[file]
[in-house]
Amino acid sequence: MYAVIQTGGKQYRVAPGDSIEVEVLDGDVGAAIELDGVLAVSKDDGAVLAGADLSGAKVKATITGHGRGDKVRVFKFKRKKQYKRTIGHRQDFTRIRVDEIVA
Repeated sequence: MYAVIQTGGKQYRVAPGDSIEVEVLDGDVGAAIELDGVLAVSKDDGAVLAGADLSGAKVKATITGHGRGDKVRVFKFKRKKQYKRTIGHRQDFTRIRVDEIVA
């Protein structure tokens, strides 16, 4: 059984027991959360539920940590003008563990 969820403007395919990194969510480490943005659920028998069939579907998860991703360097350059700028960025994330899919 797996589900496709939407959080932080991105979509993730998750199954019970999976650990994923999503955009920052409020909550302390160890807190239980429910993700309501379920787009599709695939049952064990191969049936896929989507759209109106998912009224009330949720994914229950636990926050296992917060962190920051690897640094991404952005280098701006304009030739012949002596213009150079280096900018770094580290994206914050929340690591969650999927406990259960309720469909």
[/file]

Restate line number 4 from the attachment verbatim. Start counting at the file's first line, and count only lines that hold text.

């Protein structure tokens, strides 16, 4: 059984027991959360539920940590003008563990 969820403007395919990194969510480490943005659920028998069939579907998860991703360097350059700028960025994330899919 797996589900496709939407959080932080991105979509993730998750199954019970999976650990994923999503955009920052409020909550302390160890807190239980429910993700309501379920787009599709695939049952064990191969049936896929989507759209109106998912009224009330949720994914229950636990926050296992917060962190920051690897640094991404952005280098701006304009030739012949002596213009150079280096900018770094580290994206914050929340690591969650999927406990259960309720469909």